Shri J. P. Batra, Chairman, Railway Board inaugurated at Vigyan Bhawan (India) a Seminar on High Speed Corridors on Indian Railways. The Seminar was jointly organized by the Ministry of Railways, Planning Commission and the Asian Institute of Transport Development, Press Information Bureau reported. The subjects for the different sessions included Economic Growth & Mobility, case for High Speed Passenger Services, Project Financing and Technology Platform etc.
In his inaugural remarks, Shri Batra said that the seminar on High Speed Corridors was taking place at a very opportune moment. Out of the four broad classes of products viz. freight, commuter, intercity and High Speed, the Indian Railways were doing well in the first three classes but lacked the fourth product. High Speed Corridors provide the commuter with an alternate mode for traveling punctually, fast, safely and with better comfort than any other mode and Internet has ensured that passengers also carry their office with them. A number of countries viz. Japan, Korea, China, Taiwan, France, Germany, Italy, Netherlands, Russia, Sweden etc. have either joined the bandwagon or are in the process of joining it. Various high speed corridors are already being planned in America.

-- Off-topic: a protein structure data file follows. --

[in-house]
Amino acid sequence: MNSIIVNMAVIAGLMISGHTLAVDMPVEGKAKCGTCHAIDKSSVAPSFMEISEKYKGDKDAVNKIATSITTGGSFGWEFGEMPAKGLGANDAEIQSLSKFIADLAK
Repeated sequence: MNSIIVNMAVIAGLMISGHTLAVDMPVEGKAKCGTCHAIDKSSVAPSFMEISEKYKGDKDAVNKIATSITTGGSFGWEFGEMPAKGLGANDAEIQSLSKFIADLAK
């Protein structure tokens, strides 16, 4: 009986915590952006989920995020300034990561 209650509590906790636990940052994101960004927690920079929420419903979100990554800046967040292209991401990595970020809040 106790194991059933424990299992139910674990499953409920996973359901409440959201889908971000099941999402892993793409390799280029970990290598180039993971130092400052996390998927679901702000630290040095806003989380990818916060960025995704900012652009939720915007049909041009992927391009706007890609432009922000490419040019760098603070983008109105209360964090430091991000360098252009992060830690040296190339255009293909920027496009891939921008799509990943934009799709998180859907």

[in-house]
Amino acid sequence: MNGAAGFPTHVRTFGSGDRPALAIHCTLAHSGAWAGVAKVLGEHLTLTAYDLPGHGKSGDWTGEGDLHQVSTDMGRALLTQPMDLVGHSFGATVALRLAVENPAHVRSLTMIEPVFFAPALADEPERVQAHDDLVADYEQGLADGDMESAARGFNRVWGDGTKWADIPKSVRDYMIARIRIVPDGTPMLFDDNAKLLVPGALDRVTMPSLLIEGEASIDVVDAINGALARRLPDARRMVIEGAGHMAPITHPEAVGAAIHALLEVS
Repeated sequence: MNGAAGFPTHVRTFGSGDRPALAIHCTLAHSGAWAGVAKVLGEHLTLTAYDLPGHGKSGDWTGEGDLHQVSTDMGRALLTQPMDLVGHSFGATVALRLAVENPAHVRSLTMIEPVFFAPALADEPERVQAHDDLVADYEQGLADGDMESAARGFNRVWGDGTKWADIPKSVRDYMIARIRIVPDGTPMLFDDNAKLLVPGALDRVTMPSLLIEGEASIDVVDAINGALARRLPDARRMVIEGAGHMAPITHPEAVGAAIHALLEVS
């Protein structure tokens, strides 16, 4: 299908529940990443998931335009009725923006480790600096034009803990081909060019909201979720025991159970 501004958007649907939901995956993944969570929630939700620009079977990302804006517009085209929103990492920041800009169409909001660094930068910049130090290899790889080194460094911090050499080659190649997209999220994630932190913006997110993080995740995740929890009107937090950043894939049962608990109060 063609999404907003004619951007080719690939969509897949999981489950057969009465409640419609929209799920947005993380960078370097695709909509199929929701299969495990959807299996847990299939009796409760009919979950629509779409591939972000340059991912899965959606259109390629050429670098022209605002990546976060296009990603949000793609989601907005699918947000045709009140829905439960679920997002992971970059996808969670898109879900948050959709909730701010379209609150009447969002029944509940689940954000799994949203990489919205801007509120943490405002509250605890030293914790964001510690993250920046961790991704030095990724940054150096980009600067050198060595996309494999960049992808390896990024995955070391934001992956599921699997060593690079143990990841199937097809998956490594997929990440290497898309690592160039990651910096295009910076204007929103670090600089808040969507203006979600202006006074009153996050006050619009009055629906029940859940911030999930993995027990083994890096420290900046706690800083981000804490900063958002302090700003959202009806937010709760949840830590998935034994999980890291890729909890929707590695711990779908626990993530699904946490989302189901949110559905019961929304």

Elaborating on the need for High Speed Corridors in India, Shri Batra said that the need for a cleaner mode of transport for movement of people from one end to the other and also in view of global warming, it is imperative that High Speed trains fare better over all other modes of transport. The concern for affordability of high speed trains in India can be brushed aside by quoting the example of Shinkansen of Japan. Despite high initial cost, the daily average transport density of Tokaido Shinkansen is 2,20,000 passengers and it contributes nearly 500 billion yens per year just from the time saved for its passengers. Another example is the high speed railway in France. The socio-economic profitability combining the money and time saved by the passengers of the South East TGV is estimated to generate a return of 30 per cent on investments. In his concluding remarks, Shri Batra, in his concluding remarks, said that the idea was to scrutinize the feasibility of high speed corridors in India not only as an environmentally clean and viable alternative to meet the ever increasing transport demand but also to explore the possibility of high speed trains playing the vehicle of economic growth in the country. He requested the State Governments to partner with the Indian Railways in this new initiative and help boost the economic growth of their cities. H also asked the Industry to come forward with innovative solutions for making these projects a success.